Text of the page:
Operation Stand-By: Providing and Receiving Attorney-to-Attorney Advice
You may participate with Operation Stand-By in two ways:
Register with Operation Stand-By to be available to receive calls or emails from military attorneys and/or other volunteer attorneys in need of general legal guidance relating to your area of expertise, so they can better assist their servicemember and veteran clients. Learn more.
(2) Get attorney-to-attorney guidance for your pro bono case.
If you are an attorney who is registered with and handling a case through the ABA Military Pro Bono Project and you find that you need attorney-to-attorney advice while representing your pro bono servicemember or veteran client, you may contact an Operation Stand-By attorney for general guidance. Learn More.
Volunteering with Operation Stand-By
You may register to join Operation Stand-By to be available to potentially receive calls or emails from military legal assistance attorneys and/or other volunteer attorneys in need of general legal guidance relating to your area of expertise, so they can better assist their servicemember and veteran clients.
- Why should I volunteer with Operation Stand-By?
Military legal assistance attorneys provide invaluable legal help to military families in a range of legal matters, but there are instances when military attorneys may not have the deep substantive expertise or state-specific legal knowledge necessary to fully advise and assist their clients. For example, they may have questions about the proper jurisdiction for a client’s case, whether there is a potential legal remedy for a client’s issue in a certain state, or how a particular remedy in an unfamiliar legal area can be pursued.
Alternatively, volunteer attorneys who accept cases through the ABA Military Pro Bono Project may find legal issues in their cases with which they have less experience, so they may need guidance while representing their pro bono clients.
Your advice through a short phone conversation or email may greatly help the military and pro bono attorneys better assist their clients.
- How do I join Operation Stand-By?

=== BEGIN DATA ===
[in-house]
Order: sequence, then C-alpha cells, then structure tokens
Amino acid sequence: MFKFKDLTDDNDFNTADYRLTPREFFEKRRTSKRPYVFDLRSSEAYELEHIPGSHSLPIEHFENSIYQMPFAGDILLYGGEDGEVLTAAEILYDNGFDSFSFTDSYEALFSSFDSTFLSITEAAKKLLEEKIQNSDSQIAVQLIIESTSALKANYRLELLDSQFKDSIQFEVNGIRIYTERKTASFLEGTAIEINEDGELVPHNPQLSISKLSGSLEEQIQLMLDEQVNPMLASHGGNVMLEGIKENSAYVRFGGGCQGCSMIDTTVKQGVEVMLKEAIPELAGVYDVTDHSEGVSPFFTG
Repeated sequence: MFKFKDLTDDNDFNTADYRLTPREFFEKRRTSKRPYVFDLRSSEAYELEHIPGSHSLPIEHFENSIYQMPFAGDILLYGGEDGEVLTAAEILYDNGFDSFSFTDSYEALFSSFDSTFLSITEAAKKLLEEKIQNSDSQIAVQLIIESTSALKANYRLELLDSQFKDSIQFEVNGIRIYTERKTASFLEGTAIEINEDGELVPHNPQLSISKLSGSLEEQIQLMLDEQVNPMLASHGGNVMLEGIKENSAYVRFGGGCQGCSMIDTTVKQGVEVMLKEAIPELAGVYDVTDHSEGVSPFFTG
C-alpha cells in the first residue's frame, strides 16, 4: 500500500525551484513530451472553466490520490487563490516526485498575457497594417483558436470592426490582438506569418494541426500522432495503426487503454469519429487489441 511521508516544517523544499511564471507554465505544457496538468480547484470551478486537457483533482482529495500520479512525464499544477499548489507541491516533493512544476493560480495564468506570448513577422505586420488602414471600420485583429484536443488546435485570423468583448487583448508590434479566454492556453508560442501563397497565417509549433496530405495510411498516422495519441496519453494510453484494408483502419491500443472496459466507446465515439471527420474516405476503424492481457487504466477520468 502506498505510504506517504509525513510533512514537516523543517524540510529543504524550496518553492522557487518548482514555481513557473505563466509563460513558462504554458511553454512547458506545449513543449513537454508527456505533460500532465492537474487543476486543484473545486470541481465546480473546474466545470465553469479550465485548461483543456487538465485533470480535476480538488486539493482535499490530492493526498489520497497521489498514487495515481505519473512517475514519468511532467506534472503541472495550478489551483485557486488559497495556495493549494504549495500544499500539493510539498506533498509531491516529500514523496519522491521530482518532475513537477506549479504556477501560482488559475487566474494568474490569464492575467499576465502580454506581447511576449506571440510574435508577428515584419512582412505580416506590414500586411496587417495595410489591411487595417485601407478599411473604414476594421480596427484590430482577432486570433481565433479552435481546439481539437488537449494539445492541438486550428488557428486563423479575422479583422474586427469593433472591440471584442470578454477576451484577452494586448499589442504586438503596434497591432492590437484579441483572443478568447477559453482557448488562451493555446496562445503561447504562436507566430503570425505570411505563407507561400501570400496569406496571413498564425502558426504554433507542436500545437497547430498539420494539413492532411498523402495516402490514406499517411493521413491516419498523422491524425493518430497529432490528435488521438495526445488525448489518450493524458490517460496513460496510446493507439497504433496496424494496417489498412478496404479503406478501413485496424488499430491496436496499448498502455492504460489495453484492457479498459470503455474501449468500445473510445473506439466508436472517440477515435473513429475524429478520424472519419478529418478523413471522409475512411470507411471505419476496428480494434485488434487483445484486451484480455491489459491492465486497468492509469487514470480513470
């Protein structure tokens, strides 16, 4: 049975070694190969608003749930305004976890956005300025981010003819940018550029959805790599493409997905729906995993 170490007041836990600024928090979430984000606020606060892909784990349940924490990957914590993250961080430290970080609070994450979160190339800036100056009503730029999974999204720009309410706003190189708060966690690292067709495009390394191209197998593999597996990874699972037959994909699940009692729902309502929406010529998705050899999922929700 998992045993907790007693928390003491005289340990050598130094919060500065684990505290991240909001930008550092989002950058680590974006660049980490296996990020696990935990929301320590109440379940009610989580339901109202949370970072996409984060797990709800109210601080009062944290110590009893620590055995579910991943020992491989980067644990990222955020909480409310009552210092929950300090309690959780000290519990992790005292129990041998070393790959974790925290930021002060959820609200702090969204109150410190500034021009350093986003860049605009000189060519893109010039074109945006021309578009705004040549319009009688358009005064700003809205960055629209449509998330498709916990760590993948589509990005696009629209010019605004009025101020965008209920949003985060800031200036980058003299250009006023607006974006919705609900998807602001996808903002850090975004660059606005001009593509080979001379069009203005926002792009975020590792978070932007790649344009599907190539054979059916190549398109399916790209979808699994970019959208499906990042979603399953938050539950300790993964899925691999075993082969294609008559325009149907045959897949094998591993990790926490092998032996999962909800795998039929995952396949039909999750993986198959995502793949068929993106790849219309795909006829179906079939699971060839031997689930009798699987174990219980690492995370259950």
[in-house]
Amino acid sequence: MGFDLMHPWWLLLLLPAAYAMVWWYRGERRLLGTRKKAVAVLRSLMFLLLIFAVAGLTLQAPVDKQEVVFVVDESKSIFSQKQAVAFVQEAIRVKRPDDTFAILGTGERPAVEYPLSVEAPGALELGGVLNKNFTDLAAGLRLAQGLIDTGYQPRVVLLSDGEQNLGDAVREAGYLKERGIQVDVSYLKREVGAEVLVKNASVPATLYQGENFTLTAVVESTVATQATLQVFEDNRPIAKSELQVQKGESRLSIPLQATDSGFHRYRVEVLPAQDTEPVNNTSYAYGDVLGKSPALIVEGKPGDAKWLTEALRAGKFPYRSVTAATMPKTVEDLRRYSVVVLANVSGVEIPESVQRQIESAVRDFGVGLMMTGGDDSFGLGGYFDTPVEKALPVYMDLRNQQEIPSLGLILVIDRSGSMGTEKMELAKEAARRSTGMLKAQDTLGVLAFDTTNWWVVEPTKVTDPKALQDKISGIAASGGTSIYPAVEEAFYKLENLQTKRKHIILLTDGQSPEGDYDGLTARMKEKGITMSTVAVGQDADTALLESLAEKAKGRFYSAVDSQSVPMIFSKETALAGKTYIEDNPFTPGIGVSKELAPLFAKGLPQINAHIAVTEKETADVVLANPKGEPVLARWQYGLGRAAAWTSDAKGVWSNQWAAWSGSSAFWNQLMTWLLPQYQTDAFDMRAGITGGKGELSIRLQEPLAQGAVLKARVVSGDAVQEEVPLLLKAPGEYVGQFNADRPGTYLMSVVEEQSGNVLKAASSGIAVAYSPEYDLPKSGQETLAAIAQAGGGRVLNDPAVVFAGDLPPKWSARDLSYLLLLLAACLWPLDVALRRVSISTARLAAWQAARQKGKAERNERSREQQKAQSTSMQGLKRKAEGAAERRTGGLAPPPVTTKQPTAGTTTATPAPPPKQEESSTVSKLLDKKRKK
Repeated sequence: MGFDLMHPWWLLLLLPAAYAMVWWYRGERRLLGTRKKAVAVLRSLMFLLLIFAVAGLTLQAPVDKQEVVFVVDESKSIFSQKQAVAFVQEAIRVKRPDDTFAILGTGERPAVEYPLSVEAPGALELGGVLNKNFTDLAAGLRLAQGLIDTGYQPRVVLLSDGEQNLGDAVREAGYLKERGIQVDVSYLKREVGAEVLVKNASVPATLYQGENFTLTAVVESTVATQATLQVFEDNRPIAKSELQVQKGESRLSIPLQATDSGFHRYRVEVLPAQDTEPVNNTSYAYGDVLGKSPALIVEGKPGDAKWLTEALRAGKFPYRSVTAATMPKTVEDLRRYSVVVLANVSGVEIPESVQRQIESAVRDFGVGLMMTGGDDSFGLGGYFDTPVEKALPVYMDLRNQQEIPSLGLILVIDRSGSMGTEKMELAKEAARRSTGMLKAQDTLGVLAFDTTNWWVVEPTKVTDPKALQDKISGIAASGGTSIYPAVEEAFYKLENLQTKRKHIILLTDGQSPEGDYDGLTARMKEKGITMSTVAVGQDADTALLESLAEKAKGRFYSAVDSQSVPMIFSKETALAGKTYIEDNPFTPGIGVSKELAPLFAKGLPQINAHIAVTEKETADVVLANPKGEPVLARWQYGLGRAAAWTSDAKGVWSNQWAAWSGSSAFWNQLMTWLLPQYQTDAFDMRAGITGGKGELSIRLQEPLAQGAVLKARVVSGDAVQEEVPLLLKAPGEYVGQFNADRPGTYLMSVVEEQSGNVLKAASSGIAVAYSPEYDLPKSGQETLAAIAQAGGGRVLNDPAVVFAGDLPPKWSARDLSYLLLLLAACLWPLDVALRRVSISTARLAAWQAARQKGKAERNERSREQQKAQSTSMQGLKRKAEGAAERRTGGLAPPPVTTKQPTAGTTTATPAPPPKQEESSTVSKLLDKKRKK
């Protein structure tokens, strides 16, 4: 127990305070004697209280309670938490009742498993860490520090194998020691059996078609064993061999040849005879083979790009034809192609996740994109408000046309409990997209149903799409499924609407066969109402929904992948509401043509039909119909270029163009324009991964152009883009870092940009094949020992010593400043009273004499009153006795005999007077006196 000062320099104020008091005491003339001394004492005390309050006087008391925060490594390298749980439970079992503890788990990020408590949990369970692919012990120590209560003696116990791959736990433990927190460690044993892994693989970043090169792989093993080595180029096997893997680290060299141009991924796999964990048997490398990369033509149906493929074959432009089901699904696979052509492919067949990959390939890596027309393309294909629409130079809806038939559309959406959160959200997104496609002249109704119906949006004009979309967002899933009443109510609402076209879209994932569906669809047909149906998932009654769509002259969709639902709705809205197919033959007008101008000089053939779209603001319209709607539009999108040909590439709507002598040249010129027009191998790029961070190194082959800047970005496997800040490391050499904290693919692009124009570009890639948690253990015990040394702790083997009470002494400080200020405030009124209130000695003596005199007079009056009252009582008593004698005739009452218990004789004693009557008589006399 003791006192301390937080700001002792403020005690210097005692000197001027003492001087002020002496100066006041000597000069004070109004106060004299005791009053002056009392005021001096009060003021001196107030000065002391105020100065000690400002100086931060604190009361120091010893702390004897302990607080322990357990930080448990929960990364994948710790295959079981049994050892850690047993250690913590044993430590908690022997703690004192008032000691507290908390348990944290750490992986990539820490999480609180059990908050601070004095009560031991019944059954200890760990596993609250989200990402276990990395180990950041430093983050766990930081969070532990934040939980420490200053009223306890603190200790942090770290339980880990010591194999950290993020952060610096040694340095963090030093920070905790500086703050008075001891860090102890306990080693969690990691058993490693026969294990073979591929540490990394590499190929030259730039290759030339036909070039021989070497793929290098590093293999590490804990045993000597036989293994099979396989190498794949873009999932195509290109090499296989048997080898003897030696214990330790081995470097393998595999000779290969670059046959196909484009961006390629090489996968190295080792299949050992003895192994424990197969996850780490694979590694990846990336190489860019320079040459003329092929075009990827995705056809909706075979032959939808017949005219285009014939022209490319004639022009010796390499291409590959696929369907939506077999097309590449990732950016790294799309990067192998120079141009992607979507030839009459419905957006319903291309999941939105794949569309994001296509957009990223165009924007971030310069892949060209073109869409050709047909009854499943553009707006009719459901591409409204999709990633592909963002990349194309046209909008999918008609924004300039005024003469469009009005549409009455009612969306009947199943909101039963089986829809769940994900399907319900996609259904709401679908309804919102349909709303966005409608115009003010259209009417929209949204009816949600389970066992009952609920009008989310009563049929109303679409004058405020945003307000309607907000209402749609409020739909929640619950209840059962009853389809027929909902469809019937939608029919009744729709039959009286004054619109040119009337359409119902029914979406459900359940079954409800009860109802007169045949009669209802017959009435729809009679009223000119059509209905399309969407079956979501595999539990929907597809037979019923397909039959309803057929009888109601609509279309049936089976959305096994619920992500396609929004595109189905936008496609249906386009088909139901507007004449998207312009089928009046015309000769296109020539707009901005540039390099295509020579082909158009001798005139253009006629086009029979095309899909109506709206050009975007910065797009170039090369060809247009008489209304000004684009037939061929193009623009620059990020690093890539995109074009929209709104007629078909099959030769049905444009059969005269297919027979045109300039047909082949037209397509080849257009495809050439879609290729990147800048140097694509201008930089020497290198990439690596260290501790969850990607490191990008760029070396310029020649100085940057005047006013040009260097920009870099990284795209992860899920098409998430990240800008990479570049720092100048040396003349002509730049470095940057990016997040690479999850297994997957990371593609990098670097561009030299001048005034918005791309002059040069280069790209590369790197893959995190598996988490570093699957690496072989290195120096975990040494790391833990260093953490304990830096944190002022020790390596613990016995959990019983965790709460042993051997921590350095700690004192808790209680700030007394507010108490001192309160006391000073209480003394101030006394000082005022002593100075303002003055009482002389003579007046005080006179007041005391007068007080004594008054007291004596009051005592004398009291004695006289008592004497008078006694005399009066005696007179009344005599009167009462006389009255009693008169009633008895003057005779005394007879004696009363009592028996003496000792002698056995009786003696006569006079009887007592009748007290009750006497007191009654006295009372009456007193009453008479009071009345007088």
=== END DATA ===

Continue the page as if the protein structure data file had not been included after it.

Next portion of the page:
The ABA Military Pro Bono Project is the platform for Operation Stand-By. Register on the program’s website by clicking Attorney Registration, and choose to join Operation Stand-By. Make sure to specify your bar admission year, primary bar admission state, and substantive area(s) of practice for which you are willing to accept questions from military and pro bono attorneys.
- Am I eligible to join Operation Stand-By?
If you have been licensed to practice law for at least three years and you are currently admitted to a state bar in good standing, you are eligible to join Operation Stand-By. These requirements help to ensure that the Operation Stand-By volunteer attorneys can provide useful attorney-to-attorney advice.
- What substantive areas of law does Operation Stand-By include?
You may register to provide advice in the following areas of law: bankruptcy, consumer, criminal, employment, expungements, family law, guardianship, housing/landlord-tenant, immigration, personal injury, public benefits, special education, tax, trusts and estates/probate, military discharge upgrades, and veterans benefits.
- Who will have access to my contact information through Operation Stand-By?
Your contact information will be added to the password-secured Operation Stand-By list accessible only by military attorneys and pro bono attorneys who are registered with the Military Pro Bono Project.
- How will an attorney contact me for advice?
Military attorneys and pro bono attorneys who are registered with the ABA Military Pro Bono Project may search the password-secured Operation Stand-By lists of attorneys by state and legal area to find an appropriate volunteer to contact via phone or email.
Military attorneys and pro bono attorneys may ask legal questions relating to your geographic area and substantive areas of expertise, so they can better assist their servicemember clients. Before discussing specific facts about a particular case, you may want to conduct a conflict check.
There is no expectation that you will provide pro bono representation for the attorneys’ clients. Military attorneys and pro bono attorneys are prohibited from providing the contact information on the Operation Stand-By lists to their clients or other individuals, unless you explicitly give permission to share your information.
- How often will I be contacted for advice?
This depends on your location and areas of expertise. From our surveys, most attorneys volunteering with Operation Stand-By are contacted a couple/few times a year.
- Am I required to provide advice to all attorneys who contact me?
Although we hope that you will provide attorney-to-attorney advice to the military attorneys and pro bono attorneys who contact you through Operation Stand-By, you may decline to provide advice. Please respond to the attorney and briefly explain the reason why you are unable to provide advice for their question (e.g., you do not feel qualified to provide advice in response to a particular question), so the military attorney or pro bono attorney knows to contact an alternate Operation Stand-By volunteer.
Get Advice for your Pro Bono Case
If you are an attorney who is registered with and handling a case through the ABA Military Pro Bono Project, and you find that you need attorney-to-attorney advice while representing your servicemember or veteran client, you may contact an Operation Stand-By volunteer attorney for general guidance.
You can find the password-secured Operation Stand-By lists under the For Military Attorney tab. Before contacting an attorney, please read and follow the information on the first page of the Operation Stand-By state list.
Thank you to the ABA Section of Family Law Military Committee for its help in creating Operation Stand-By!